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BRITISH-IRISH-POETS  1998

BRITISH-IRISH-POETS 1998

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Subject:

PD at SVP

From:

"Lawrence Upton." <[log in to unmask]>

Reply-To:

Lawrence Upton.

Date:

Wed, 10 Jun 1998 01:34:34 +0100

Content-Type:

text/plain

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text/plain (73 lines)

Paul Dutton performed at Sub Voicive Poetry tonight - last night...
He gave two substantial performances, mixing and interweaving sound and
verbal texts. He repeated some verbal work from his Saturday appearance at
the WF workshop and repeated some sound pieces from his previous appearance
at SVP a couple of years back.
Yet, though I have spoken contemptuously of people performing _greatest
hits_, this didn't seem in any way that kind of thing... On Saturday, the
piece referred to, a substantial part of which is the basic arithmetical
progression, one, two, three, four, was performed somewhat tentatively and
wasn't read to completion - it was a workshop. There were several pieces at
the workshop which introduced / used the names of numbers. Paul talked with
us about these pieces there and then. On Tuesday night, he performed the
whole thing.
Where some of the sound pieces were repeated from the previous visit to
Europe, they were performed differently and, it seemed to me, with greater
(imaginative) vigour. His vocal range and control have seemingly increased.
He can produce extraordinary sounds nowadays - he always could, but now he
has more of them - and... some of the sounds, it seemed, could only be made
by machines; yet there he is in front of you making them. But there are
overtones machines could never make, with warmth and moisture of a body in
confirmation. It nearly always wraps around and seems to come from two
directions at once, like stereo with the volume turned up, and sometimes it
has the effect of double tracking... But the virtuosity, in itself, is not
what one especially enjoys. It is a means to an end. *Also, he does not seek
mere virtuosity. Though he has excellent breath control, he takes breaths
quite openly rather than masking them, stepping out of the role of sound
generator, taking a breath, stepping back into it; the sound he produces is
labelled _made_.
Beyond the increased accomplishment, and below it, one senses a constant
engagement with these pieces, not so much to get them right but to use them
to explore. They are ways into an other country of voice and sound which
Dutton takes again and again. It is the opposite of, say, virtuoso concert
performances of classic sound poetry texts, "yawn", as the poet said, but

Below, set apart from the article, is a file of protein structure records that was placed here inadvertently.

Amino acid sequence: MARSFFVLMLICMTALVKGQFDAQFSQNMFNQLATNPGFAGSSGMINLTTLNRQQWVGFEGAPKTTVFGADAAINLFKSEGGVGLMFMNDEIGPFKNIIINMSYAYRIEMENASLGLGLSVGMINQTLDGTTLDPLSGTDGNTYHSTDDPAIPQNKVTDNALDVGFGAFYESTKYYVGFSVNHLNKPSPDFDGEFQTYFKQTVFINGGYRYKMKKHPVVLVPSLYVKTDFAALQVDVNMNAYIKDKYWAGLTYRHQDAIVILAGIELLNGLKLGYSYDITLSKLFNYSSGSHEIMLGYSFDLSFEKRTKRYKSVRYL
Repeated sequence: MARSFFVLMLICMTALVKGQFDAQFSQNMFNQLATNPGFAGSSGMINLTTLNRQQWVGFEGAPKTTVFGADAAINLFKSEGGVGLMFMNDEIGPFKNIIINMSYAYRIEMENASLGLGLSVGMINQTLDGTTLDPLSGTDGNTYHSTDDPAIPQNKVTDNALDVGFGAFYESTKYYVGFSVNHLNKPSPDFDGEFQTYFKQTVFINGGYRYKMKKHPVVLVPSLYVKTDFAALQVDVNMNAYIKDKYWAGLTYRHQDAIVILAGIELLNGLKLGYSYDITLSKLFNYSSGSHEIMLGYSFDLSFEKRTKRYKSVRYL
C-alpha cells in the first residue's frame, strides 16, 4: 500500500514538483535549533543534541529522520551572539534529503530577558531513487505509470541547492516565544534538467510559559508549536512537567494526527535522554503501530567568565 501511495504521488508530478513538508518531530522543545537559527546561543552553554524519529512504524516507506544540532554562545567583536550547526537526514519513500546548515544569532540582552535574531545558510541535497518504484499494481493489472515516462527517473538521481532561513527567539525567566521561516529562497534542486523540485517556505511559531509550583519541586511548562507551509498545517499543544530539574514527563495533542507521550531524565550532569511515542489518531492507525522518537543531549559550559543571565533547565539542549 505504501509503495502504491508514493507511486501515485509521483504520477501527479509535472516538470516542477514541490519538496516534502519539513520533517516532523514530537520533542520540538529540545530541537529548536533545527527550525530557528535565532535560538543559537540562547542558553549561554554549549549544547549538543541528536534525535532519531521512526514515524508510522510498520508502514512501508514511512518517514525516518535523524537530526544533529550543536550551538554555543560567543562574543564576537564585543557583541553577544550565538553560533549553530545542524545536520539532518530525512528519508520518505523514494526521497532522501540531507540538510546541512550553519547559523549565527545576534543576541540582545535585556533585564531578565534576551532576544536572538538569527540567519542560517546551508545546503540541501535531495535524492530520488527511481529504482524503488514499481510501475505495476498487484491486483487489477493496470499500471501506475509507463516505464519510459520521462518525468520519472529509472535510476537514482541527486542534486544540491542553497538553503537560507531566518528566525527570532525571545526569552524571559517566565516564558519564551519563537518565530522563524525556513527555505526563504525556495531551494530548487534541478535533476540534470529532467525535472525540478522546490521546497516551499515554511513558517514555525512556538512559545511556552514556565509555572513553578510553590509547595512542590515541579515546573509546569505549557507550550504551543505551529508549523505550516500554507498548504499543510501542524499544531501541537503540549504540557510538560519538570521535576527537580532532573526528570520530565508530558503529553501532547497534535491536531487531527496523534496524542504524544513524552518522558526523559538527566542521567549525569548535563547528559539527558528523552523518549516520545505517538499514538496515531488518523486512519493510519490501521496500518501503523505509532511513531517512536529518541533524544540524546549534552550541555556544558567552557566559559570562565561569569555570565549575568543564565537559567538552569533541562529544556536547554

the very stuff of new work, new investigations
Several of the pieces were spoilt by the car alarm of a car owner with aural
incontinence
... - before an almost adequate audience, a better audience than there has
been in the past for performers there who work in sound andor visual. I say
almost adequate because if every audience were that small SVP would go to
the wall for lack of money. However, as I say, it was better than it has
been so perhaps the problem is beginning to solve itself.
It has been pointed out to me, here, that no one signs a contract to attend
any readings and that no one is under any obligation to attend anything.
Indeed. On the other hand, patterns are interesting for what they reveal;
and, it seems to me, that one can see a pattern in the staying away - a
staying away from what either are or are seen to be certain kinds of work...
The thing is that Paul Dutton's work is very wide-ranging and I am not sure
that is understood. That need for greater transatlantic knowledge we've been
talking about is relevant here; but it isn't just that we don't know too
much of what is going on in Toronto, say, where PD lives. Poets get
classified as to type of work, often inaccurately. It's a bit like signing
them on for a course of study and an assessment method. Every poet has a
file. That's done. Trackable. And maybe some suit that. But not Dutton. He
keeps trying new things. He is various. Someone asked me to recommend one of
the books he had on sale for them to buy; and I said that I couldn't because
each of them is so different to the others. He returns, as I have indicated,
to well-trodden paths, but only to find new ways off them. It's a pity so
many missed that and missed the excitement of seeing his refusal to separate
the oral / sound from writing and from music - he is steeped in music.
I shall continue to put _experimental_ poets on, in due measure, even at the
risk of threatening the continuance of the series; I hope the increase in
audience continues. I hope, basically, that people came more often to what
they don't know much about.
Next week, *possibly Gilbert Adair AND, a chance for the young people to
show us how it's done - Ira Lightman and Shawn Walker






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